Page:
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What is a Variable APR?

Last Updated: January 8, 2024
3 min read

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Key points about: variable APR credit cards

  1. A variable APR means that the annual percentage rate of interest on your credit card is not fixed and may change based on market conditions.

  2. Most credit cards have a variable APR, and they may have one APR for balances carried past the due date and another APR for cash advances.

  3. A good credit score can help you qualify for the best starting variable APR.

If you borrow money through a fixed rate loan, or other financial product, you may expect to pay the same monthly interest rate on your balance. However, if your borrowing terms include a variable annual percentage rate (APR), you’re likely to see your interest charges fluctuate periodically. Some forms of lending that may have a variable APR include credit cards, personal loans, auto loans, and mortgages.

How is a fixed APR different from a variable APR?

A fixed APR is set based on the market conditions when credit is issued. Fixed APRs don’t fluctuate with market conditions but can increase due to other factors, such as late payments, according to HelpWithMyBank.gov. Credit card issuers are required to inform cardmembers ahead of fixed rate increases.

While student loans and certain types of mortgages are often eligible for a fixed APR, fixed-rate credit cards are rare.

What is a variable APR credit card?

A variable APR credit card is the most common type of credit card. Variable APR credit cards have interest rates that fluctuate periodically. The terms and conditions of your credit card should specify when your credit card company can change your variable APR.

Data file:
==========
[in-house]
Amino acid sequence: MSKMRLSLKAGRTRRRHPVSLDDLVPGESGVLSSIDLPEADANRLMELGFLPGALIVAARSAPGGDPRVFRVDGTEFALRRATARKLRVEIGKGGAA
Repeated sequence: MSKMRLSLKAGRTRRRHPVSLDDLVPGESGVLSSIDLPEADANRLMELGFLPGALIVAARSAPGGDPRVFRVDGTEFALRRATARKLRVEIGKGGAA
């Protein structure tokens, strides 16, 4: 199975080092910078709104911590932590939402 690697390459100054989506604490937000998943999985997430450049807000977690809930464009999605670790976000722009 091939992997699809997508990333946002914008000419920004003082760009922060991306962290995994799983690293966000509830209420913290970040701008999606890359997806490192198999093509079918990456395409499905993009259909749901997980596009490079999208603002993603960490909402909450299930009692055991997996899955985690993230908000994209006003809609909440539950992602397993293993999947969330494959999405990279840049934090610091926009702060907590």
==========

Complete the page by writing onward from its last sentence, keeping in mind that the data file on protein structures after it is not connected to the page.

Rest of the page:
Did you know?

Discover offers qualifying new cardmembers low intro APR offers for balance transfers and purchases that could help you pay less interest and save you money.

Learn more

What influences a variable APR?

The interest rate on your variable APR credit card is the prime rate (the baseline rate lenders use when deciding what rate to charge customers) plus a margin determined by the bank and based on factors like your creditworthiness (how likely you are to pay back what you borrow), according to the Federal Reserve.

Banks typically choose to set their prime rates partly on the interest rate they pay when borrowing from each other for short-term loans; that interest rate is called the federal funds rate, according to the Federal Reserve. The Federal Reserve adjusts the federal funds rate based on economic factors such as inflation, according to Virginia Commonwealth University.

In other words: if the Federal Reserve raises the federal funds rate due to high inflation, that could increase your lender’s costs to borrow funds. Your lender may pass that increase onto you by raising their prime rate and, inevitably, your variable APR.

How do you get the lowest variable APR?

When you apply for a new credit card, your credit history is the strongest indicator of your qualifying APR. A good credit score shows a lender you’re responsible with credit, which can help you get the lowest variable APR available, which may include a 0% intro APR. Low intro APR offers have temporary introductory rates. When the introductory period ends, the APR returns to the variable rate, which applies to your current and future balances.

Completing the Discover pre-approval form will give you an idea of an APR range you may qualify for before you apply for a credit card. There is no harm to your credit score to check for pre-approval.1

See if you’re pre-approved

When it comes down to it, understanding how your variable APR gets set and why it changes can help inform your decisions about borrowing.

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